6 November 2013
Abandon labor exportation amidst Saudization, group urges PNoy
‘Right time for GRP to abandon labor export program, to invest in local job generation through genuine agrarian reform and national industrialization’
Thus, said today by the Filipino migrant rights group Migrante-Middle East and North Africa (M-MENA) upon analysing the number of overseas Filipino workers’ (OFWs) yearly deployment based on the statistics released by the Philippine Overseas Employment Administration (POEA), an adjunct agency to the Department of Labor and Employment (DoLE), which serves as the primary labor exportation arm of the Philippine government.
“Since the re-intensification of Saudization in 2010 through Nitaqat scheme, Saudi Arabia’s protectionist labor program that aims to localize Saudi’s labor market made available to the growing numbers of unemployed and underemployed Saudis, we have conservatively estimated around 120,000 OFWs sent back home directly affected by Saudization,” said M-MENA coordinator John Leonard Monterona.
Monterona added the number of OFWs affected by Saudization is expected to increase as the Saudi authorities resumed rounding up of undocumented migrant workers on November 4, a day after the November 3 deadline imposed by the Saudi govt. to all ‘illegal’ and overstaying migrants either to correct their status or leave the Kingdom.
“Aside from the 7,000 to 10,000 stranded OFWs seeking govt. assistance for repatriation since April 2013, there are 40,000 to 60,000 documented OFWs in Saudi Arabia who will be either directly or indirectly affected by Saudization especially those working in sales, marketing, banking, and other office-based job categories which will soon be occupied by Saudis,” Monterona added.
Monterona added, “The Saudi govt. is on track implementing Saudization which is actually the gradual phase out of its labor importation. Saudi Arabia has been dependent on the services of expatriate workers, mostly Asians including Filipino workers, for more than 4 decades now, but its government is dead serious to correct this.”
Monterona took note the number of new hire OFWs in Saudi Arabia from 2008 to 2012 that indicated a dwindling pattern as seen on the attached table taken from POEA released 2008-2012 Overseas Employment Statistics:
Number of Deployed Landbased OFWs (New hires only) in KSA from 2008 to 2012
Data showed a decrease in OFWs (new hires) deployment in Saudi Arabia during the years 2010 and 2011 with 6% respectively, compared from the preceding year; however OFWs new hire deployment rebounded on 2012 totalling 115,289, with 2,641 additional new hires, compared to 112,648 of the previous year (2011).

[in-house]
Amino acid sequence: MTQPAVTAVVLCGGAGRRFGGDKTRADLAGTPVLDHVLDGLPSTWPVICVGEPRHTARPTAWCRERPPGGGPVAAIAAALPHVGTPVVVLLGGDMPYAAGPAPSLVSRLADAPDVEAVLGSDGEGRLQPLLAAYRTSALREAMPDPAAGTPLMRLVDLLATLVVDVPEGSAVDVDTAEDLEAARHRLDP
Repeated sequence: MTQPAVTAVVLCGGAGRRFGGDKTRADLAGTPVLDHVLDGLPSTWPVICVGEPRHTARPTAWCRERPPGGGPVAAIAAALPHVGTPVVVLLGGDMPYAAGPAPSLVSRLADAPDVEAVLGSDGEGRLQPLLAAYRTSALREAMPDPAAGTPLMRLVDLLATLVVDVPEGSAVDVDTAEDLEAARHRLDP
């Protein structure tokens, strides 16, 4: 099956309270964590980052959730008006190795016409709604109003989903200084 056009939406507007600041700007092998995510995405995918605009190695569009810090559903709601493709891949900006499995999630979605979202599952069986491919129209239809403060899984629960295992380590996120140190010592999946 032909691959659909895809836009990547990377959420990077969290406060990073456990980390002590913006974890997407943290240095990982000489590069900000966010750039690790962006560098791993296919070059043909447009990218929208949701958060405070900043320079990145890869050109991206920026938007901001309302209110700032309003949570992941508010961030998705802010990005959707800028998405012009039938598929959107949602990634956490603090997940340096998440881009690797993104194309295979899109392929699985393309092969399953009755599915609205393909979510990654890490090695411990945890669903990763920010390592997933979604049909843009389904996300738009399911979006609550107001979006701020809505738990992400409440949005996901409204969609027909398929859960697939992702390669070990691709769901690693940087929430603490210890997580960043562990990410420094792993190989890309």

“Noting that the Saudi govt. has intensified Saudization this year, we are expecting a drop of new hire OFWs deployment to about 4% to 6% from the previous year,” Monterona predicted.
Monterona said given that Saudi Arabia has been the No.1 destination of OFWs for more than 3 decades now and rank number 3 in terms of the amount of remittances sent to the Philippines yearly, the PH govt. should take seriously the dwindling of OFWs deployment amid gradual Saudi labor importation phase out.
“We have been hearing from the previous administrations and this time from Pres. Aquino III so much rhetoric about ending forced migration and ‘migration as a choice’ becoming a reality. Undeniably, like the previous administrations, PNoy has not done any substantial efforts to ending forced migration, instead it intensified the peddling of Filipino labor as cheap as of commodities for export,” Monterona averred.
Monterona said there is one right option for the PNoy administration to do -that is to seriously invest in local employment generation through genuine implementation of agrarian reform program and national industrialization.
“The billions of congressional pork allocations, the presidential and special funds including the funds for Malacanang-invented Disbursement Acceleration Program (DAP) and other lump sum allocations under the direct control of the president would be better spent in implementing genuine agrarian reform and related support services to our farmers alongside the building and strengthening of PH basic industries towards nationalized operation that recognize labor as a primary economic force in contrast to the view that labor is a mere object of alienation by the government controlled by exploitative monopoly-capitalists class,” Monterona concluded. # # #
John Leonard Monterona
Coordinator, Migrante-Middle East
Mobile No. 09399489080